#3 - The Chart of Accounts

The Problem

In the world of legacy church accounting software - think QuickBooks, ACS, or Shelby - there's no structure that allows a church finance team to track and report by ministry without creating separate accounts for each of these segments. Segments can also include other key elements for churches, like locations, restricted and unrestricted funds, seasonal activities, ministries, bookstores, cafés, etc. Adding a separate account for each segment creates an unmanageable chart of accounts. We've seen churches with as many as 400 accounts all the way up to more than 2,000! When churches expand to new locations, the number of accounts starts to double and triple.

When reporting out of legacy software systems, these segments generally can't be selected individually or in groups. You tend to get everything. This is where spreadsheets start getting heavy use. Church finance folks are some of the most talented Excel users you'll ever find because of the complexity of providing reports for all the ministry leaders they support. 

The Solution

Modern accounting solutions, like Intacct, are architected in such a way that you can create "Dimensions" for the various ministries, departments, locations, funds, grants, and other segments. Transactions can be tagged to a certain dimension. Controls can be put in place that limit the options for a given transaction or user, which helps maintain accurate data. As a result, reporting is a much simpler and more powerful process. Individual or multiple dimensions can be selected for reporting. Budgets and spending can be seen by ministry, or if a certain ministry leader is responsible for multiple ministries and even multiple locations, he or she can see the data that applies to him or her, and church leadership and members of the board can get a higher-level view of the financial data.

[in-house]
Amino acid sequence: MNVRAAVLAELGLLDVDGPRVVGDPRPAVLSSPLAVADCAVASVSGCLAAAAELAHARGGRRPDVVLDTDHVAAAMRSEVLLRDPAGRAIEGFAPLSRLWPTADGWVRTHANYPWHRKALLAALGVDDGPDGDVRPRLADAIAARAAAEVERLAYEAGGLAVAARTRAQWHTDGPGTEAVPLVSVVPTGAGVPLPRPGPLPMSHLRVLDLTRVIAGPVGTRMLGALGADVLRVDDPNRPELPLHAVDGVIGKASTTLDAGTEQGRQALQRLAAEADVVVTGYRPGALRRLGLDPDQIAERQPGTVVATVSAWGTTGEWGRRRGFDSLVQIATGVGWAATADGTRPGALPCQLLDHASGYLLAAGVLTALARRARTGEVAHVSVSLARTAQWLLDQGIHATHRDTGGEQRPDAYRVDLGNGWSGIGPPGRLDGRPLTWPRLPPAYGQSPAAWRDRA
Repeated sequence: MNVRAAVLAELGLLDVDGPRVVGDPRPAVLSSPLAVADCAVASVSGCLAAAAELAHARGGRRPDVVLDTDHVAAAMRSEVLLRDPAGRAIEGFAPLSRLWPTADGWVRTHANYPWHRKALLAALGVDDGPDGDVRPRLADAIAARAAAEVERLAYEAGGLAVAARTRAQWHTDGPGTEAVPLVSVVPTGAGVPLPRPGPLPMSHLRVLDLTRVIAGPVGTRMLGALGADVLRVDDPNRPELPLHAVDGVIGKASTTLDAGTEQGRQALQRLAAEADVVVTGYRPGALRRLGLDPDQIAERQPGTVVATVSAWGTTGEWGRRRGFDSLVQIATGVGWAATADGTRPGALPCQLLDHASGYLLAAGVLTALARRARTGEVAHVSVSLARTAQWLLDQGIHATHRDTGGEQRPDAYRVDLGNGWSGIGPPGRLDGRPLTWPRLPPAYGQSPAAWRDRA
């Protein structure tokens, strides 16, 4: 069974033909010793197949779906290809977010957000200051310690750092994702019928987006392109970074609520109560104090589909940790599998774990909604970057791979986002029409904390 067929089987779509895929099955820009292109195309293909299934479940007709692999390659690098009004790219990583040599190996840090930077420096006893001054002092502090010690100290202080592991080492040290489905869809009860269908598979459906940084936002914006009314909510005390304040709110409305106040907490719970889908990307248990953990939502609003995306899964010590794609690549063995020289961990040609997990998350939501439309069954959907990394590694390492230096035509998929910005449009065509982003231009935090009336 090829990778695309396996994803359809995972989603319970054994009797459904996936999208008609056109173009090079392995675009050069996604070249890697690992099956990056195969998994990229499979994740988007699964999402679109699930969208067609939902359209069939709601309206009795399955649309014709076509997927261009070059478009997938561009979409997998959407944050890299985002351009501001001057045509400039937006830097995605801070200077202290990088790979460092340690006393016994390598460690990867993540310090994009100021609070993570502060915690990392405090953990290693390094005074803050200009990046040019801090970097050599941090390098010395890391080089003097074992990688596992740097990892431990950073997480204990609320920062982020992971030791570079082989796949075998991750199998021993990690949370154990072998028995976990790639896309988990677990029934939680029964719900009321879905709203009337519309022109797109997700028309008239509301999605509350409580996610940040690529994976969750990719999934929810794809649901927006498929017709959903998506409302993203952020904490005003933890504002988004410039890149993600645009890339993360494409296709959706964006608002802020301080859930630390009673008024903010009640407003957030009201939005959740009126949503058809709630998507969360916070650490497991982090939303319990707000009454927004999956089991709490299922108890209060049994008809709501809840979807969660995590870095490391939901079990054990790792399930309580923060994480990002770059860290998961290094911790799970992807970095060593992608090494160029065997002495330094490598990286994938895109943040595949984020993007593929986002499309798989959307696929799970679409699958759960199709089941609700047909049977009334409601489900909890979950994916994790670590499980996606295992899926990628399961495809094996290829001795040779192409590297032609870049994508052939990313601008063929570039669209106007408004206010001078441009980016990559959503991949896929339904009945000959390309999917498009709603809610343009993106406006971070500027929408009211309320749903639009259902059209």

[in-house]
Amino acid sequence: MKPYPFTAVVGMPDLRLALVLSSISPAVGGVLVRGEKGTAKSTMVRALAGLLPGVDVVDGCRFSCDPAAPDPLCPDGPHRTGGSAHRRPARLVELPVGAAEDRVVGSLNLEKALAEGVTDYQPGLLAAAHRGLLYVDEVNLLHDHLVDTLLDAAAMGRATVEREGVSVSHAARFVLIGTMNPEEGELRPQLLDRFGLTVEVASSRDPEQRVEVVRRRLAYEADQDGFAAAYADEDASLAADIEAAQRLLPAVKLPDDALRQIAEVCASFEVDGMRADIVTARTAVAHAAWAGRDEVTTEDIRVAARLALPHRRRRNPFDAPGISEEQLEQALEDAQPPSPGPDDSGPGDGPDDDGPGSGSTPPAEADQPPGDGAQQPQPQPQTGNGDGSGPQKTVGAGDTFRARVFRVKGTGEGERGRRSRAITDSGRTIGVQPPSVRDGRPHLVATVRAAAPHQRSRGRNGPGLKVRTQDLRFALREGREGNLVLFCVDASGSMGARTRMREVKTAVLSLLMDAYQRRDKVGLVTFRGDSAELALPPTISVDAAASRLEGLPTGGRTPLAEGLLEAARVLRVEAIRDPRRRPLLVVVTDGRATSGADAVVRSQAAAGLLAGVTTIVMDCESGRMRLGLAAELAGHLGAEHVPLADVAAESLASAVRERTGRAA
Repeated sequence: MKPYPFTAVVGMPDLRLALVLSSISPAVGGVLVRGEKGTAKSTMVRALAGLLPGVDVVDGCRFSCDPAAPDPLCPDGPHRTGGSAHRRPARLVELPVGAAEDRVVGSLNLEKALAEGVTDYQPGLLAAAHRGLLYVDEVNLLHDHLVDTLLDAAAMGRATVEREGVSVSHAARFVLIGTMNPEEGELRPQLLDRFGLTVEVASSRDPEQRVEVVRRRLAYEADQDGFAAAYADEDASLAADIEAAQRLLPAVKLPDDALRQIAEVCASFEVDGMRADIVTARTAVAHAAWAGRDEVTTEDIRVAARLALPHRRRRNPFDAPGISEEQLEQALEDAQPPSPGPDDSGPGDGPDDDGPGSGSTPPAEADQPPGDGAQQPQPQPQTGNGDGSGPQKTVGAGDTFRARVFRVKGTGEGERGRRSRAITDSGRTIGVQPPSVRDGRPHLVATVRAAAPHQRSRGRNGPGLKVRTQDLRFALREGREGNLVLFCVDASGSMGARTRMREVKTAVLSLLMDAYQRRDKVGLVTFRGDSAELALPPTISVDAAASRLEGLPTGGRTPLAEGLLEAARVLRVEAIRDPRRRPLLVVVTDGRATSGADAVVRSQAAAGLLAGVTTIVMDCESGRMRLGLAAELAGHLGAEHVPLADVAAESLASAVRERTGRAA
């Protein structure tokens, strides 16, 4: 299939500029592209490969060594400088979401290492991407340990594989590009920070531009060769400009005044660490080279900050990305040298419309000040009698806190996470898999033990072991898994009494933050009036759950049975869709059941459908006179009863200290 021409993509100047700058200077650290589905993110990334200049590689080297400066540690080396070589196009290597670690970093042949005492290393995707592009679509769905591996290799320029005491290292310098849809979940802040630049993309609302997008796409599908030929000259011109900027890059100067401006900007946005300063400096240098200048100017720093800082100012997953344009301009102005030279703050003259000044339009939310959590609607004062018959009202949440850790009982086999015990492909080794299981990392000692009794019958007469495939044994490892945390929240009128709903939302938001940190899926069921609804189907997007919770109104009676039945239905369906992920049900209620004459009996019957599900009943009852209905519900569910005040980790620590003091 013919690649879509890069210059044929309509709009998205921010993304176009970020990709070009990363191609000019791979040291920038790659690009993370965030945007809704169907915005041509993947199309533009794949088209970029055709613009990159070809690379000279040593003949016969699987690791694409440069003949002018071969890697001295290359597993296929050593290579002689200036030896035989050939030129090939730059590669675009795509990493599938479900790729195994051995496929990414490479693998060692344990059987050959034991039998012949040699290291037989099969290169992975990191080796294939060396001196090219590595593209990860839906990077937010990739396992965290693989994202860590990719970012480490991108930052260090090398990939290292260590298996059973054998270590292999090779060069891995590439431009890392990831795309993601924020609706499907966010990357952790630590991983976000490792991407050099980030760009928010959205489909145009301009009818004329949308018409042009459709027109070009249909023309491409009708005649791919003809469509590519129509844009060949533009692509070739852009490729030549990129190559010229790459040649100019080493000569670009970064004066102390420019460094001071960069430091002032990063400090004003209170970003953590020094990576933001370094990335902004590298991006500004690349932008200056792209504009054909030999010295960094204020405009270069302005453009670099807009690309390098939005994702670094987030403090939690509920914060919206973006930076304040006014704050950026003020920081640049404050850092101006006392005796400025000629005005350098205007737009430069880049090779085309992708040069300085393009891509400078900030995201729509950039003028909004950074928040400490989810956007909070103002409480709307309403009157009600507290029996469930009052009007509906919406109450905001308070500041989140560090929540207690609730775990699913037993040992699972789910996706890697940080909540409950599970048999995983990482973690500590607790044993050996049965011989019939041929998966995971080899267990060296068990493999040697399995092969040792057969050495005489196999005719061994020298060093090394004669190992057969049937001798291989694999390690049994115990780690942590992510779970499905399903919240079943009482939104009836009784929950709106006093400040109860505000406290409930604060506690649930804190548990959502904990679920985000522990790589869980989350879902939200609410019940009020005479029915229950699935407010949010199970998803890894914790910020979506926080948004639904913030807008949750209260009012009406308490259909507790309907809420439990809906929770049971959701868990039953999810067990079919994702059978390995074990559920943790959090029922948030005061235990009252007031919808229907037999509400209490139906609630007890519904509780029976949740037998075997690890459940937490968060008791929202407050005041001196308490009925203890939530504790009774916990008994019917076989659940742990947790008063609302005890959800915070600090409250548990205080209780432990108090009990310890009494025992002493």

Systems like Intacct can also present operational data alongside the financial information, so churches can look at attendance by service time and location, as an example, or staff to attendance ratio. Operational data can be loaded into the system via a file upload, or Intacct has powerful APIs that can connect the accounting system to other systems and bring in that data automatically.

#4 - Fund Management

The Problem

Managing church funds in many legacy systems is often done using cash accounts, with a different bank account for each fund. Restricted funds have to be tracked manually outside of the accounting system, usually in Excel, including the tracking of temporarily restricted funds. Each year, the finance team then has to make adjustments to fund balances for what is no longer restricted.  They have to manually calculate what has been spent and then do a journal entry to release that amount. This is complicated, manual, and error-prone.

The Solution

In modern accounting solutions like Intacct, fund management is done in real-time, not through cash accounts. Intacct tracks fund revenue through dimensions.  Funds can be tagged as temporarily restricted, permanently restricted, or unrestricted using Intacct dimensions. Intacct continually tracks expense details related to any fund. In real time, all those expenses with their dimension tags go into net assets. At any time, the finance team can report on what has been brought in for a given fund, what's been spent, and the balance of that fund.

Times Have Changed

Churches no longer have to settle for out-of-date or unsophisticated software to manage their complex process and reporting requirements. Best-in-class cloud software like Intacct, Nexonia, MartusPlanner, and others are now available with no IT or development support required at surprisingly affordable and predictable costs.

If you have any questions about accounting technology and best-practices for churches, faith-based organizations, and nonprofits, feel free to contact us.

Topics: church accounting church ministry